Why the Love Affair with Deep Learning?


By Ron Schmelzer  |  August 27, 2018
Columnist Ron Schmelzer is Senior Analyst and Founder at Cognilytica


One of the factors often credited for this latest boom in artificial intelligence (AI) investment, research, and related cognitive technologies, is the emergence of Deep Learning AI algorithms, and the corresponding large volumes of big data and computing power that makes Deep Learning a reality. However, deep learning is just an approach to machine learning (ML), that while having proven much capability across a wide range of problem areas, is still just one particular approach. Increasingly, we’re starting to see news and research showing the limits of deep learning, and some of the downsides to the deep learning approach. So we have to ask, are people’s enthusiasm of AI tied to their enthusiasm of deep learning, and is deep learning really able to deliver on many of its promises?

The Origins of Deep Learning’s Promises

AI researchers have struggled to understand how the brain learns from the very beginnings of the development of the field of artificial intelligence. It comes as no surprise that since the brain is primarily a collection of interconnected neurons, AI researchers sought to recreate the way the brain is structured through artificial neurons, and specifically neural networks. Way back in 1940, Walter Pitts and Warren McCulloch built the first “thresholded logic unit” that was an attempt to mimic the way neurons worked. It was just a proof of concept primarily, but Frank Rosenblatt picked up on the idea in 1957 with the perceptron, that remarkably could recognize written numbers and letters, and even distinguish male from female faces. That was a whole 61 years ago!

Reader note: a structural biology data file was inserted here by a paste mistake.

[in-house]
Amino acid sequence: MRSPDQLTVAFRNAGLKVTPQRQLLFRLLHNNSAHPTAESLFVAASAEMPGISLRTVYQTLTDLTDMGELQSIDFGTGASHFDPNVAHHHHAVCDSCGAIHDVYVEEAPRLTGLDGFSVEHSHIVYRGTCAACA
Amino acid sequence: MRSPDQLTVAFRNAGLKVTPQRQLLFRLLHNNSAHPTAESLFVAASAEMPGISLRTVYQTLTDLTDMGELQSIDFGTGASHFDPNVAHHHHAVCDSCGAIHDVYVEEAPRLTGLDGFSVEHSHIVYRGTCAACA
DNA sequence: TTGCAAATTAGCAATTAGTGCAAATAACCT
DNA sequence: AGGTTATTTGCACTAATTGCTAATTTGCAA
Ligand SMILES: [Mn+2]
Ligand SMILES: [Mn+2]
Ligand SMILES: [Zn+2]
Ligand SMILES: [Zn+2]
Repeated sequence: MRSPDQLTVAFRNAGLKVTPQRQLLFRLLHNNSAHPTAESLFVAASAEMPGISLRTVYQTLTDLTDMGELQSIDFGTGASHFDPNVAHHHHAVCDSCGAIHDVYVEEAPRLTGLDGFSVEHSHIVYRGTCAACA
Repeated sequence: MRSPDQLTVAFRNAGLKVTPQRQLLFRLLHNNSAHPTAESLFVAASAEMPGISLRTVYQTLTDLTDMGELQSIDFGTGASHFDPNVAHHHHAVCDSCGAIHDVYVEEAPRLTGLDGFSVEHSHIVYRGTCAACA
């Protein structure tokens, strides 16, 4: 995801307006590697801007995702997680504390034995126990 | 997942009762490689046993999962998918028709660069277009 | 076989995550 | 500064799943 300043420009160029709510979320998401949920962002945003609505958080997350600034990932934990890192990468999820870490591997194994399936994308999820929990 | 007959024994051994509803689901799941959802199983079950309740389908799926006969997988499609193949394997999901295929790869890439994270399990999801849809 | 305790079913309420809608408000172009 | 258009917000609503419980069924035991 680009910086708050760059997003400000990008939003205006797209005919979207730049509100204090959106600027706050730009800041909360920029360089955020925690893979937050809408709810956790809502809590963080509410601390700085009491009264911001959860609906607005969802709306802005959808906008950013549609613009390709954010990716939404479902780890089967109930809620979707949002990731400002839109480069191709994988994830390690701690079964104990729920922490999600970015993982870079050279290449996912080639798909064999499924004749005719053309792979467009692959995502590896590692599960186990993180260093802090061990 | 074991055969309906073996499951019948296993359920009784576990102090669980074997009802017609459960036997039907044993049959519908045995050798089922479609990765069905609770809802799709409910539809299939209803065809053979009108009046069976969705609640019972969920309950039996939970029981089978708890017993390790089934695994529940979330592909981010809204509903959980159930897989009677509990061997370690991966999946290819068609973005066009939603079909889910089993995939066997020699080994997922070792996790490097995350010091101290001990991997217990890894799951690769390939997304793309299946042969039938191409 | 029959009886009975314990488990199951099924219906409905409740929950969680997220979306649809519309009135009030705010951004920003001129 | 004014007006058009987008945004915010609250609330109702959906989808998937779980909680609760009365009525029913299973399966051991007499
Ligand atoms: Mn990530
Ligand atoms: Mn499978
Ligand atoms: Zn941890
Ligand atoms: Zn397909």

Rosenblatt was so enthusiastic in 1959 about the Perceptron’s promises that he even remarked that the perceptron is “the embryo of an electronic computer that [we expect] will be able to walk, talk, see, write, reproduce itself and be conscious of its existence.” Sound familiar? But of course the enthusiasm didn’t last. AI researcher Marvin Minsky noted how sensitive the perceptron was to small changes in the images, and also how easily they could be fooled. Maybe the peceptron wasn’t really that smart at all. Minsky and AI researcher peer Seymour Papert basically took apart the whole perceptron idea in their Perceptrons book, and made the claim that perceptrons, and neural networks like it, are fundamentally flawed in their inability to handle certain kinds of problems — notably, “non-linear functions”. That is to say, it was easy to train a neural network like a perceptron to put data into classifications, such as male/female, or types of numbers. For these simple neural networks, you can graph a bunch of data and draw a line and say things on one side of the line are in one category and things on the other side of the line are in a different category, thereby classifying them. But there’s a whole bunch of problems where you can’t draw lines like this, such as speech recognition or many forms of decision-making. These are non-linear functions, which Minsky and Papert proved perceptrons incapable of solving.

During this period, while neural network approaches to ML settled to become an afterthought in AI, other approaches to ML were in the limelight including knowledge graphs, decision trees, genetic algorithms, similarity models, and other methods. In fact, during this period, IBM’s DeepBlue purpose-built AI computer defeated Gary Kasparov in a chess match, the first computer to do so, using a brute-force alpha-beta search algorithm (so-called “Good Old-Fashioned AI” [GOFAI]) rather than new-fangled deep learning approaches. Yet, even this approach to learning didn’t go far, as some said that this system wasn’t even intelligent at all.